Note: This is barebones Bothwell. If you stop here, you will be the poorer for it. Dorr Bothwell has shared more – and better told – stories of art, adventure, and philosophy, in her oral history Dorr Bothwell: Straws in the Wind: An Artist’s Life as told to Bruce Levene. Don’t miss it.
– Carol Goodwin Blick (2017)
1921-2001 – Dorr Bothwell papers, 1921-2001. Archives of American Art. https://www.aaa.si.edu/collections/dorr-bothwell-papers-6774
1965 – McChesney Interviews Bothwell, February 27, 1965. Transcript. PDF. Archives of American Art.
Dorr Bothwell Chronology. Tobey C. Moss Gallery
1986 – Doris (Dorr) Hodgson Bothwell, personal history. The Journal of San Diego History, Summer 1986. www.sandiegohistory.org/journal/86summer/bothwell.htm
2000 – Dorr Bothwell, biography with links to images of early work. The Tobey C. Moss Gallery. www.tobeycmossgallery.com/BIOS-bothwell.html
2000 – Dorr Bothwell Memorial page, The Tobey C. Moss Gallery, 2000. www.tobeycmossgallery.com/dorr_bothwell_bio.html
2016 – Dorr Bothwell. From Wikipedia, the free encyclopedia. en.wikipedia.org/wiki/Dorr_Bothwell
2013 – Dorr Bothwell: Straws in the Wind, An Artist’s life as told to Bruce Levene. Pacific Transcriptions, Mendocino. Print.
2000 – Bothwell, Dorr. Dorr Bothwell’s African Sketchbook. Monica Hannasch, editor. Arti Grafiche Ambrosini – Roma, 2000. Print.
2000 – Oliver, Myrna. “Dorr Bothwell; Painter Lived Nomadic Life.” Los Angeles Times, 21 September 2000: B-8.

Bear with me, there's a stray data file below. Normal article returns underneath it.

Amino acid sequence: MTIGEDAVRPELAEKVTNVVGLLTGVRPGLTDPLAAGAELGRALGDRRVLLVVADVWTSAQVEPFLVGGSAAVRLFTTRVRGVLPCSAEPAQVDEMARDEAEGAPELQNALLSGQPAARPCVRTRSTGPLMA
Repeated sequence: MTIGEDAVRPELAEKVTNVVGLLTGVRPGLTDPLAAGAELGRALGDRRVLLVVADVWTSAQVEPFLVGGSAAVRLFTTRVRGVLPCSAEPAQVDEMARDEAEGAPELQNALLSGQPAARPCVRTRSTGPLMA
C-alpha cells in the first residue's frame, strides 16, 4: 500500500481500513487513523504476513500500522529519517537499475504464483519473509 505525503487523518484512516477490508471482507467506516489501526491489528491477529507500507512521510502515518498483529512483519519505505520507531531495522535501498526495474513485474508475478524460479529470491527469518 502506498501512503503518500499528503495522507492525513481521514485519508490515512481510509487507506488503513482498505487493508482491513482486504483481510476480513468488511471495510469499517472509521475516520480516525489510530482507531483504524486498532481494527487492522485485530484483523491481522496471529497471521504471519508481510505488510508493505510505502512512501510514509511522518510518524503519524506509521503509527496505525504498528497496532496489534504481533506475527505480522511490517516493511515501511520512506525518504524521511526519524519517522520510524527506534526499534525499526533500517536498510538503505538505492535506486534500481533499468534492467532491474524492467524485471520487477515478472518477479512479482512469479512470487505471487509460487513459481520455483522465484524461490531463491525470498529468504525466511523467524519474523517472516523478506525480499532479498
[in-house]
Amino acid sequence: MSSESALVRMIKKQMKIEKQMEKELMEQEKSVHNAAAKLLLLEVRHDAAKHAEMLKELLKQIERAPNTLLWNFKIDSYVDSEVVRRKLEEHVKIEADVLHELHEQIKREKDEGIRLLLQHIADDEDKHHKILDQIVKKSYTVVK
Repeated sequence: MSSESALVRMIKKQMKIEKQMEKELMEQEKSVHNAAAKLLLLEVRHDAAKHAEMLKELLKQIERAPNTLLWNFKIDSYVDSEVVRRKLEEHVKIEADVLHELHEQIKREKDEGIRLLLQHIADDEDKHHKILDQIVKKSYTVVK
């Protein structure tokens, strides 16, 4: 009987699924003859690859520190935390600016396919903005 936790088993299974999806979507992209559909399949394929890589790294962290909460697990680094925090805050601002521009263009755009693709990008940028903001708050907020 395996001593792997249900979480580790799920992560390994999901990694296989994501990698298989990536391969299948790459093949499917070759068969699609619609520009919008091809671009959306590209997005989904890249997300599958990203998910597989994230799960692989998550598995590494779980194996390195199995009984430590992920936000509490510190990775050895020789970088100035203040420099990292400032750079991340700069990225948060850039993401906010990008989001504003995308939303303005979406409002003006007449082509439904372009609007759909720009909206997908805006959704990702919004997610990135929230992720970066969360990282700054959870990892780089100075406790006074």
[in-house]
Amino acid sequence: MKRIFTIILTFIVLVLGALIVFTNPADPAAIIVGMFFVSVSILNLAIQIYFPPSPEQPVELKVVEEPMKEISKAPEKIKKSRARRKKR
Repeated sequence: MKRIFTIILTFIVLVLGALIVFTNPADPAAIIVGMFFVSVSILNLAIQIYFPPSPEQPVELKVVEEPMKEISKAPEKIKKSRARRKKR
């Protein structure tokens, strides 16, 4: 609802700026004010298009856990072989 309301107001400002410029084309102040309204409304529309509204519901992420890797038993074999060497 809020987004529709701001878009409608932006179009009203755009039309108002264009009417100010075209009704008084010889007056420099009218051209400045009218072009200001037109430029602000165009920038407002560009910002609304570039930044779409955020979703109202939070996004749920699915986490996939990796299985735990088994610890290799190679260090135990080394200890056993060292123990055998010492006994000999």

1999 – Bowers, Karen. “Dorr Bothwell: Original Prints from Three Decades.” Arts & Entertainment Magazine, March/April 1999. Mendocino Art Center, Mendocino, California. Print.
1999 – Richard, Valliere T. “Dorr Bothwell: Edited Biography.” Arts & Entertainment Magazine, March/April 1999. Mendocino Art Center, Mendocino, California.
1995 – Fort, Ilene Susan. “The Adventurers, the Eccentrics, and the Dreamers: Women Modernists of Southern California”, Independent Spirits: Women Painters of the American West, 1890-1945. Patricia Trenton, editor. ISBN 9780520202030. University of California Press, 1995. Pages 76, 80, 82, 86, 89, 95, 98. Print.
1991 – Bothwell, Dorr and Mayfield, Marlys. Notan: The Dark-Light Principle of Design. ISBN: 048626856X. Dover Publications, 1991. Print.
1981 – Stevenson, Charles. “Local Artists on Avant Garde: Charles Stevenson talks about the onward march of culture and other things related to the avant garde.” Arts & Entertainment Magazine, March 1981. Antonia Lamb, editor. Mendocino Art Center, Mendocino, California. Pages 8, 9. Print.